"Alex " <alaios@yahoo.com> writes:
> could you please help me convert the code below to parfor statements
> matrixToReturn=Gmatrix;
> for i=1:size(Gmatrix,1) % for number of rows do
> matrixToReturn(i,i)=Gmatrix(i,i)/ (Gmatrix(i,i)^2 + lambda);
> end
> inverseDiagMatrix=matrixToReturn;
>
Here's one way:
8<8<8<8<8<
[N, M] = size(Gmatrix);
assert( N == M ) % the following (probably) assumes Gmatrix is square.
% Extract the diagonal to operate on it
diagOfG = diag(Gmatrix);
parfor i=1:N
diagOfM(i)=diagOfG(i)/ (diagOfG(i)^2 + lambda);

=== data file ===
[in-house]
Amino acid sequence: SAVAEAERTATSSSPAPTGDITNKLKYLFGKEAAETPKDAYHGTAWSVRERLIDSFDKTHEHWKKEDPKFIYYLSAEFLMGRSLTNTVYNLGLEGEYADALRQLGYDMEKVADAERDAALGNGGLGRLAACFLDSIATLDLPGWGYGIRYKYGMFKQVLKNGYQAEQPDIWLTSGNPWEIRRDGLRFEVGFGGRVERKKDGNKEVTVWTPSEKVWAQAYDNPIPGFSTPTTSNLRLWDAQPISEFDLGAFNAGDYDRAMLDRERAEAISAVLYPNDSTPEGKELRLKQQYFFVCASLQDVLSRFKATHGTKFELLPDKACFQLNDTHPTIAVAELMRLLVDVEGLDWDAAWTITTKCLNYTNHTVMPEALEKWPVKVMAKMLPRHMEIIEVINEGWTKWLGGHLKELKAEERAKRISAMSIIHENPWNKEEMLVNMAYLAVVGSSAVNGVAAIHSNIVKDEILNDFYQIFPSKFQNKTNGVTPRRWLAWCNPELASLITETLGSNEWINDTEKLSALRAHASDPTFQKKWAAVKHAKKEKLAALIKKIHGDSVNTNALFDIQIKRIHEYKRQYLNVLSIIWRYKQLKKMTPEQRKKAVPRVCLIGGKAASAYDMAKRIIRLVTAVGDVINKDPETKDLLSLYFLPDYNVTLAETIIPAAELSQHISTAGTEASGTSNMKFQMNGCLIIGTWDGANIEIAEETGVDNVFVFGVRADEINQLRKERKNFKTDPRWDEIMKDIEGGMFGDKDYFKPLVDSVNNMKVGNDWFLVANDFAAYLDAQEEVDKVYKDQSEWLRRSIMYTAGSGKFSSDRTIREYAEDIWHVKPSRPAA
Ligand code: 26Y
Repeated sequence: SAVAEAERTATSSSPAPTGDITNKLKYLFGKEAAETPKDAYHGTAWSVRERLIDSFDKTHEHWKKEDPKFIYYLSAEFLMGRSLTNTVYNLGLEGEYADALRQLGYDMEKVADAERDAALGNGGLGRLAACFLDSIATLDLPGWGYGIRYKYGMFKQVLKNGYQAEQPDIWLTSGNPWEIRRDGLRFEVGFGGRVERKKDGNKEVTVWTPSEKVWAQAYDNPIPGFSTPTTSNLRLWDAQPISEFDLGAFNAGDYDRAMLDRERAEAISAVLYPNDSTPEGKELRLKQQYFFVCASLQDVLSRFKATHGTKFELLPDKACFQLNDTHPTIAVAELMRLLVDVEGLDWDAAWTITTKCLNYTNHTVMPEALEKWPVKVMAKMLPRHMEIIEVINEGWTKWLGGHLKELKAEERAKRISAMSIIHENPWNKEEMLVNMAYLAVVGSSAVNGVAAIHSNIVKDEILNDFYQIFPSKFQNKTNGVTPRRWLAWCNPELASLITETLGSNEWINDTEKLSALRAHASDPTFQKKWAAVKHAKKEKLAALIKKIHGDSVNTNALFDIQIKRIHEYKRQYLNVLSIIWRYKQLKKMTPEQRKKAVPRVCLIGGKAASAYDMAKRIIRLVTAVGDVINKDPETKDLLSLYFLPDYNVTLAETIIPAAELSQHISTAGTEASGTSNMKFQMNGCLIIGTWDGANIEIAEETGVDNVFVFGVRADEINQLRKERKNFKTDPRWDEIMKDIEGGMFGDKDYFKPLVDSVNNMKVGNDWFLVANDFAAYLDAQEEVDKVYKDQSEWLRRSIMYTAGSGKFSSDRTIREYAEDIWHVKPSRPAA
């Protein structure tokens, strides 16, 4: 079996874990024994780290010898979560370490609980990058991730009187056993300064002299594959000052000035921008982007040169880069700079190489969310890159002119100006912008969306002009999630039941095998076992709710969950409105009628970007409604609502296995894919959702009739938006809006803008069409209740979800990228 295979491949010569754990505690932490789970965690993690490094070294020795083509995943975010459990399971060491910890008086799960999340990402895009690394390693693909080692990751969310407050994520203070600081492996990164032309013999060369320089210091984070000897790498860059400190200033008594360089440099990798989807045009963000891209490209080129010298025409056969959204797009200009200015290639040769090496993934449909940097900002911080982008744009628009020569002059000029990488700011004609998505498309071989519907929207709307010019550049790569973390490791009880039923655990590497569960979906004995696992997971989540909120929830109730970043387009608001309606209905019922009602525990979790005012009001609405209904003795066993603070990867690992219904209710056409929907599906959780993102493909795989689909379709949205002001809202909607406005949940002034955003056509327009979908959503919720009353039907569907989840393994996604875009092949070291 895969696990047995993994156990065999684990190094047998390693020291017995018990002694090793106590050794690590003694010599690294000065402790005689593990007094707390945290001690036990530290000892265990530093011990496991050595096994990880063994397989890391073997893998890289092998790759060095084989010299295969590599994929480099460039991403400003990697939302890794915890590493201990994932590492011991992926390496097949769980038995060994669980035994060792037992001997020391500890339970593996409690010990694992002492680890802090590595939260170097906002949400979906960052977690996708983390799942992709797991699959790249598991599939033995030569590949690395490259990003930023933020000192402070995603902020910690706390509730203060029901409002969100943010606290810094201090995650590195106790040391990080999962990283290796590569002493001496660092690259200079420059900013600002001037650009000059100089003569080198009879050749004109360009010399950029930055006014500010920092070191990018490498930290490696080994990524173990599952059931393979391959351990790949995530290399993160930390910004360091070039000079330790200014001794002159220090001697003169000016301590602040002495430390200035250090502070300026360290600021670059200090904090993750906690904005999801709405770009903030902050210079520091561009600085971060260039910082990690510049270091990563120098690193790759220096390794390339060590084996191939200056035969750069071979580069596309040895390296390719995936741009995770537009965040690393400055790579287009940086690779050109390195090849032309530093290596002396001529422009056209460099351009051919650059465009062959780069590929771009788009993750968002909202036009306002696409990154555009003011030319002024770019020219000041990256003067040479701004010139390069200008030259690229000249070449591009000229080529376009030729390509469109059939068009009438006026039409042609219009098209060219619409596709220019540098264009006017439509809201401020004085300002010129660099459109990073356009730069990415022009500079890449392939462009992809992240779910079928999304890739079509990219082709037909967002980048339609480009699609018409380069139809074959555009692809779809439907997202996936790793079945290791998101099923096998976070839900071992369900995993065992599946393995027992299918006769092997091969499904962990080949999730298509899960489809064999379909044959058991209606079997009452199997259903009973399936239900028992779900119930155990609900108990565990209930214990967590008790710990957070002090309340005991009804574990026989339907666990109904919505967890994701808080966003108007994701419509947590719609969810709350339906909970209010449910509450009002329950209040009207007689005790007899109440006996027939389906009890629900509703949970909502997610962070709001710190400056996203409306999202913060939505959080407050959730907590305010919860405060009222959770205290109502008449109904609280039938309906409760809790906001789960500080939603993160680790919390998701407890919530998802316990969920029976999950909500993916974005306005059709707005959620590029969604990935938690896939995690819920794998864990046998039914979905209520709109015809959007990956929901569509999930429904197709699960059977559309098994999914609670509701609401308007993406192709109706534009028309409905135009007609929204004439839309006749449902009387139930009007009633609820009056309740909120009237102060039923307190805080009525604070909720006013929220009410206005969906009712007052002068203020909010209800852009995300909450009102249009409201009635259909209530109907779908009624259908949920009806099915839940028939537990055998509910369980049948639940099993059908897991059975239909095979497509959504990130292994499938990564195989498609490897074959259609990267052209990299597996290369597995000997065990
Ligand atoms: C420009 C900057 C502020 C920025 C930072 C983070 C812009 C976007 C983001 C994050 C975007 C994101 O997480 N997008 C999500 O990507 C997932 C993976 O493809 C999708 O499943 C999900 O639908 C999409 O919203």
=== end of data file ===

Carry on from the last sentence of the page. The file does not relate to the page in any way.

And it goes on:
end
% ... But this is probably faster than PARFOR:
% diagOfM = diagOfG ./ ( diagOfG.^2 + lambda );
% Build inverseDiagMatrix
inverseDiagMatrix = Gmatrix;
% Get the indices corresponding to the diagonal
subsToAssign = sub2ind([N, N], 1:N, 1:N);
% And assign into inverseDiagMatrix
inverseDiagMatrix(subsToAssign) = diagOfM;
8<8<8<8<8<
Note that PARFOR "variable slicing" requires that the loop index appears
only once, hence why I extracted the diagonal of Gmatrix outside the
loop. Also note that the vectorized operation on diagOfG is highly
likely to be faster.
Assigning back into the diagonal of inverseDiagMatrix is a bit fiddly,
there might well be a tidier way of doing that....
Cheers,
Edric.